Wednesday Art Idol

SUPERFLEX: the Danish public art collective re-drawing lines of civic power
By Finn Blythe | Art | 4 August 2021

Still image from The Mærsk Opera, 2017. Photo: SUPERFLEX

This article is part of HERO Dailies – Essential culture, curated daily and also part of Wednesday Art Idol

HERO DAILIES: Essential culture, curated daily
WEDNESDAY ART IDOL: Careers of artists with unparalleled vision

SUPERFLEX is the Danish public art collective who always think big. Founded in 1993 by artists Bjørnstjerne Christiansen, Jakob Fenger and Rasmus Nielsen, they have spent the best part of three decades producing participative public works across the world that engage directly with communities outside of traditional art spaces. 

Collaborating with architects, designers, scientists and community members, these works are referred to as ‘tools’ by the group’s members for the way in which they facilitate real structural change within society. Be they practical or merely perceptive, these changes are guided by SUPERFLEX’s political philosophy, which warns against consumerism, private ownership and ecocide by demonstrating the practical value of things like cross-cultural learning, community and entrepreneurial spirit.  

The group’s early project, Supergas (1996) underlined their commitment to the democratising potential of public art. Beginning in Tanzania before expanding to Thailand, Cambodia, Zanzibar and Mexico, this simple biogas system allowed people living in rural areas to produce their own energy fuel using human and animal waste. Produced in collaboration with biogas engineer Jan Mallan, the portable gas unit produced between three-four cubic meters of gas per day, enough to cover the energy demands of feeding an extended family for one night’s cooking. The project succeeded in alleviating the pressure on deforestation (wood being a more accessible fuel), while providing families with the means to support themselves.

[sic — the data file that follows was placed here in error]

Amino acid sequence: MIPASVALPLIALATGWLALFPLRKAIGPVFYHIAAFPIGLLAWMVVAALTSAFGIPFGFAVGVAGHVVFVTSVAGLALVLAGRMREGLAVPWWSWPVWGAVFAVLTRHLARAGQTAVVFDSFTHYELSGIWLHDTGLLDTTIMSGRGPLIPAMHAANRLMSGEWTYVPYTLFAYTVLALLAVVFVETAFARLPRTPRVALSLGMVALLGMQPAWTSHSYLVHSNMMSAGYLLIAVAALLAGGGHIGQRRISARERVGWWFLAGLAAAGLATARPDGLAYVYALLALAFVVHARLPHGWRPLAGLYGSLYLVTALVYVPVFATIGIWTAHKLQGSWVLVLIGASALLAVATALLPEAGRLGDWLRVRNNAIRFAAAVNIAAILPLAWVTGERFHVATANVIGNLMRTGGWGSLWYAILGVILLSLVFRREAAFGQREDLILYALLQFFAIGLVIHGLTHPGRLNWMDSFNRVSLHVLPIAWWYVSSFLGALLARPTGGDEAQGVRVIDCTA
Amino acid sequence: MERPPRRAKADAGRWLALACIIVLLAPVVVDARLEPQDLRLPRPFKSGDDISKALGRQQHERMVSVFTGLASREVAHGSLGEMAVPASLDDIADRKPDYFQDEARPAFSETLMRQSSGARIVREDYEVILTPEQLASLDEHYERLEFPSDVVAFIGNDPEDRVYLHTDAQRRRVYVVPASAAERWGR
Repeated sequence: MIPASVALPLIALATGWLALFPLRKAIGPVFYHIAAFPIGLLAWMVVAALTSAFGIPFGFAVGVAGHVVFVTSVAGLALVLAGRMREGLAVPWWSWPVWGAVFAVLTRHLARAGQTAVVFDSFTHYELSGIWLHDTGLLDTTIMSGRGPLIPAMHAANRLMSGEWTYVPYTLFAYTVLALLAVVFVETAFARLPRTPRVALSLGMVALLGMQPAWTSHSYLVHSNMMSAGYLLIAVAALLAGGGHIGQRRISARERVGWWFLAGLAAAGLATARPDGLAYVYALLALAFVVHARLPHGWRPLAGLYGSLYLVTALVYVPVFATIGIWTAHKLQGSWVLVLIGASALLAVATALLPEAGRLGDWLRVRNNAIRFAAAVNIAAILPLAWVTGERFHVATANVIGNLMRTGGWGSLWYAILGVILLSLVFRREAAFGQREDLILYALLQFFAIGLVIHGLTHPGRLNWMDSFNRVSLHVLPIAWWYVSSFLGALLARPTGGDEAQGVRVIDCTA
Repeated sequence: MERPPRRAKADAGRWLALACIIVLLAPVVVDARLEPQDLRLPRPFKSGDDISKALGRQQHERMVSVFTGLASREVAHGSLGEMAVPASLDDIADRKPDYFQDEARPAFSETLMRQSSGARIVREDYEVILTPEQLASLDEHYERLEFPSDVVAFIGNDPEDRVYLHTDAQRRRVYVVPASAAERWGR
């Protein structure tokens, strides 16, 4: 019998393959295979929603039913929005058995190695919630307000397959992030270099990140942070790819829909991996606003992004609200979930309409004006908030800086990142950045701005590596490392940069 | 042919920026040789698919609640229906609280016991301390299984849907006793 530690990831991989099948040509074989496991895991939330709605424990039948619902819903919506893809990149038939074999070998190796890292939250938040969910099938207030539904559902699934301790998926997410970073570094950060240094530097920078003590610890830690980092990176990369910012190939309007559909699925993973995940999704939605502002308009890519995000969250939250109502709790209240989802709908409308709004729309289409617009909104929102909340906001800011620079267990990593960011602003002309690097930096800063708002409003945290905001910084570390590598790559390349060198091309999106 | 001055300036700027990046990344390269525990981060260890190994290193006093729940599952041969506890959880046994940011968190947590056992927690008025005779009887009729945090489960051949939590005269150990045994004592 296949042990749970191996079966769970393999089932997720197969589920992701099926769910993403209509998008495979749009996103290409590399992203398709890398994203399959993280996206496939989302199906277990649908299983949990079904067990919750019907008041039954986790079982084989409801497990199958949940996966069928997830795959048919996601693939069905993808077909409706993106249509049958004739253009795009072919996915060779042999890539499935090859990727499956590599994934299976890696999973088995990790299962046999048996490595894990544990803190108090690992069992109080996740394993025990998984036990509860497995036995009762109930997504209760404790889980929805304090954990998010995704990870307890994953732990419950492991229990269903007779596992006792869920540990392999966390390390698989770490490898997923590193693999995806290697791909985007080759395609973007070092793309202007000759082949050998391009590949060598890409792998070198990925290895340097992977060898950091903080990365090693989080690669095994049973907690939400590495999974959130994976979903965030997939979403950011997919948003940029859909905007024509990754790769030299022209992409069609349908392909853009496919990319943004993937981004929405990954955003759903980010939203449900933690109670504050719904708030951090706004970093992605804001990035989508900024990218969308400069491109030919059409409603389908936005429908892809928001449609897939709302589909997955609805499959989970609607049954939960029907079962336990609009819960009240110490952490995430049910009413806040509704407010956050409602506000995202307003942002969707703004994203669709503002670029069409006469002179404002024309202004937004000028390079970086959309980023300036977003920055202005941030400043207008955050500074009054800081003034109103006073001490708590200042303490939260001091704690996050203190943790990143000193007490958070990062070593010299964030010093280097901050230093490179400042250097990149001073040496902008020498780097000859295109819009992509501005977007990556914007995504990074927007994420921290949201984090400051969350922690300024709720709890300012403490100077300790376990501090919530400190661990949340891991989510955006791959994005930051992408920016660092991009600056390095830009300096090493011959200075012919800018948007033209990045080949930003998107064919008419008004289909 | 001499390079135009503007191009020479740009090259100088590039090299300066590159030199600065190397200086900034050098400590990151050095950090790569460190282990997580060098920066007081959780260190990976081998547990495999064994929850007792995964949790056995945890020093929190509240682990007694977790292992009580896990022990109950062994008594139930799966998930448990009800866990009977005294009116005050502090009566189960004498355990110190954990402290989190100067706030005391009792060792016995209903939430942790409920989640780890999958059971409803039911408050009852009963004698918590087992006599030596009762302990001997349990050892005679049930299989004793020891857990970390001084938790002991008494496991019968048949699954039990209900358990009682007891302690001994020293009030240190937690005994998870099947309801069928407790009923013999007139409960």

Guaraná Power Corner, 2006. Photo: Anders Sune Berg

Building on the idea of strengthening at grass-roots and equipping local communities with the means to resist corporate aggression was Guaraná Power. Created in 2003 in collaboration with a guaraná farmers’ cooperative from Maués in the Brasilian Amazon, the group created their own drink from this ancient native crop, which is often used as an additive in energy drinks owing to its high concentration of caffeine. This has led to an enormous monopoly on the purchase of guaraná seeds among multinationals, driving down its price by around 80 percent for local farmers while increasing the cost of their products to consumers. SUPERFLEX’s project could not hope to dismantle such a well-established monopoly but it succeeded in demonstrating an alternative, a small means of resistance that reclaimed power on behalf of the people. 

More recently, SUPERFLEX produced Superkilen, an expansive public park in their native Copenhagen which remains one of their best-known works. The area of central Copenhagen chosen for the project is among the most culturally diverse in all of Denmark, with around 50 different nationalities living in the close vicinity. For the project, people from the area were asked to nominate specific objects of street furniture, be they benches, neon signs, manhole covers, bins or fountains either from their country of origin or somewhere they encountered through travel. A dentist’s neon sign from Qatar, swings from Iraq, benches from Brazil – the result was a beguiling safari of street vernacular, a kind of show-and-tell between different cultures and nationalities with an overarching emphasis on tolerance and unity. 

Neon signs at the red square. Superkilen, 2012. Photo: Torben Eskerod

Flooded McDonald's, 2009

Combining their rejection of corporate greed with warnings against ecological breakdown, Flooded McDonald’s brought together many of SUPERFLEX’s central motifs as well as their signature streak of humour. For this 21-minute film, the collective worked with a host of international institutions to build a life-size replica of a McDonald’s restaurant which they then gradually flooded.

Big Mac’s bob on the surface of the water, trays float like life-rafts and the iconic red and gold cardboard packaging is reduced to a soggy clump of jetsam. Arriving just one year after the 2008 financial crisis, the film’s staging of a Genesis-esque apocalyptic breakdown could not have arrived at a more apt moment. More than ten years on and the message has only crystallised.

Still image from Flooded McDonald’s, 2009. Photo: SUPERFLEX


Read Next